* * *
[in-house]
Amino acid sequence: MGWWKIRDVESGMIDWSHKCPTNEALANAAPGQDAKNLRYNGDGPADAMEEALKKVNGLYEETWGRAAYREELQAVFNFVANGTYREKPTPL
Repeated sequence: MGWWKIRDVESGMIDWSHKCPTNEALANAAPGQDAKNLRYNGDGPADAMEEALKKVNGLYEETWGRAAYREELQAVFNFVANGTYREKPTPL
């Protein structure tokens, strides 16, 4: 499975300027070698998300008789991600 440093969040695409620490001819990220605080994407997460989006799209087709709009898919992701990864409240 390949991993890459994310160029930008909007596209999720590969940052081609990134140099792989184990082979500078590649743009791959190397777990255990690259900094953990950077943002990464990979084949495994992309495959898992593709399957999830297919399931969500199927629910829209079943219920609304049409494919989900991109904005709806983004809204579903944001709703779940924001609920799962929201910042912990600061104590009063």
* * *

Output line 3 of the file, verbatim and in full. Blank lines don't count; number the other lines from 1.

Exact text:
Repeated sequence: MGWWKIRDVESGMIDWSHKCPTNEALANAAPGQDAKNLRYNGDGPADAMEEALKKVNGLYEETWGRAAYREELQAVFNFVANGTYREKPTPL